On Top of Everything, He's the Game's Best Hope
By Michael Wilbon
Washington Post Columnist
September 7, 1995
BALTIMOREŚCal Ripken is doing something far more significant than preserving a playing streak, whether or not he knows it. He's saving baseball from itself. Every time he stays late into the night after a game in his uniform to sign autographs, he proves to be the receptacle for all those virtues we thought had left baseball forever. One Cal Ripken sure isn't enough; every club needs one. To hit and field and come to work every day because he feels he's the luckiest man on the face of the earth. To talk to children and sign autographs until his hand cramps, to appear at malls and charity events and Little League games and to take a victory lap around a stadium and slap hands while soaking up the dearest, sweetest admiration of a lifetime.
Baseball needs Ripken to play every day and every night because he is baseball's hope right now, its hope to recruit a new generation that is turning elsewhere for its sporting passions, its hope to lure parents and their children to the ballpark. How special does one man have to be to cover all of baseball's sins? In a season that has so little to celebrate, baseball is luckier than it deserves to have Ripken shift our focus to an accomplishment with which every man, woman and child can identify. If Major League Baseball had a lick of sense it would have forced every team in the majors to play Wednesday afternoon so that everybody associated with the sport -- particularly the players -- could have settled in to savor Wednesday night.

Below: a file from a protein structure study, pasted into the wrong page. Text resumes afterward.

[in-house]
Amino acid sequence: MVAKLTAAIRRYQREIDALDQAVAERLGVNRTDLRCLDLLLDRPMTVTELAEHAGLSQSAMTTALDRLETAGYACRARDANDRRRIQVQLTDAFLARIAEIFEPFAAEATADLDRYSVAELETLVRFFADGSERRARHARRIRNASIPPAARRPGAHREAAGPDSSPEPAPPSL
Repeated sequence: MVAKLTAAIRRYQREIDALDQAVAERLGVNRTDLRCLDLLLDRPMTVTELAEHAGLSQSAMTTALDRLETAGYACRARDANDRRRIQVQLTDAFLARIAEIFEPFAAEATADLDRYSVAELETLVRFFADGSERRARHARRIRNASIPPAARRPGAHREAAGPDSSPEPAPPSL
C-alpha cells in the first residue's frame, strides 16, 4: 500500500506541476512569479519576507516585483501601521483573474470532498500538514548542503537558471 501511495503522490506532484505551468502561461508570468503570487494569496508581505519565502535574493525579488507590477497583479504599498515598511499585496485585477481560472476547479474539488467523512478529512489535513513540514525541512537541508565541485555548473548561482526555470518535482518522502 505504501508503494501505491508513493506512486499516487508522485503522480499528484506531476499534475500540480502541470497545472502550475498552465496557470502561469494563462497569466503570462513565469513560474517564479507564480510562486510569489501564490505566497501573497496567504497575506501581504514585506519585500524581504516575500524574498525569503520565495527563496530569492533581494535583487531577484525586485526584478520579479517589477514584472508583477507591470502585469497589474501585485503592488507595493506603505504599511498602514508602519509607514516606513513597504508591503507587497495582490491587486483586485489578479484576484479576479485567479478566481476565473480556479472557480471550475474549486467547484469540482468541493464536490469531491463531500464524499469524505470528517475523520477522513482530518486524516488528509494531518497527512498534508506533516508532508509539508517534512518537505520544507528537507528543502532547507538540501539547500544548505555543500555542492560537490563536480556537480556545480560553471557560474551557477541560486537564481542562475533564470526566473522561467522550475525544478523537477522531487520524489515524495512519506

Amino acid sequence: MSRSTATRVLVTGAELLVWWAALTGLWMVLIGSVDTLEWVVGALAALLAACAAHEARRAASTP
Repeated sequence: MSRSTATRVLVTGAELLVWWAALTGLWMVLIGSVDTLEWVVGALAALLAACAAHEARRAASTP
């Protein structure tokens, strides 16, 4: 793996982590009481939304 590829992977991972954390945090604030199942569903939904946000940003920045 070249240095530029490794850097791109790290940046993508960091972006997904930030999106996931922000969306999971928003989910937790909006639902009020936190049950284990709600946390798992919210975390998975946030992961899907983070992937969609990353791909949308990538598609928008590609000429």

A lot of us have turned a deaf ear to baseball; some of us have become downright hostile because we feel baseball betrayed us, what with its labor wars and players who'd throw a firecracker at a 2-year-old sooner than smile or sign an autograph. If you're older than 30 and grew up in this country with a passion for sports, chances are overwhelming your first love was baseball. Mine certainly was. Yet, so many of us turned away for good this summer after an autumn without the World Series. At least we tried to. Cal Ripken brought us back, made us tune in when after we'd vowed "no more," reduced our anger in a way Greg Maddux, Randy Johnson or Tony Gwynn could not no matter how spectacularly they perform.
Seeing Ripken talk to the children and sign every piece of paper thrust in his face reminded me of my childhood, the summer of 1969 specifically when two of my own heroes, Bill Melton and Walt "No Neck" Williams of the White Sox were invited to our Little League opener. And accepted. No limos or bodyguards or entourages or appearance fees, just them showing up in the park on a Saturday morning as promised. Melton would go on to become the AL home run champion. I still have the home movies of Melton riding in my father's white convertible Pontiac. In those days you could wait outside the ballpark in the players' parking lot (for me it was Wrigley Field and Comiskey Park) and ask Fergie Jenkins to show you the proper grip on a slider or get Wilbur Wood to teach you how to throw a knuckleball. It was, of course, a time before million dollar contracts and endorsements and fans stalking players and selling autographs. I won't suggest it was an innocent time, but it was sure better than this. And Ripken, now 35, remembers it and what a little kindness meant to a kid wearing his hero's jersey and how far a smile and a pat on the head could go. I remember once leaning over into the Red Sox dugout, maybe it was '75, and having Carlton Fisk playfully smack my face with his glove and taking the time to talk to a bunch of us when surely he had something better to do.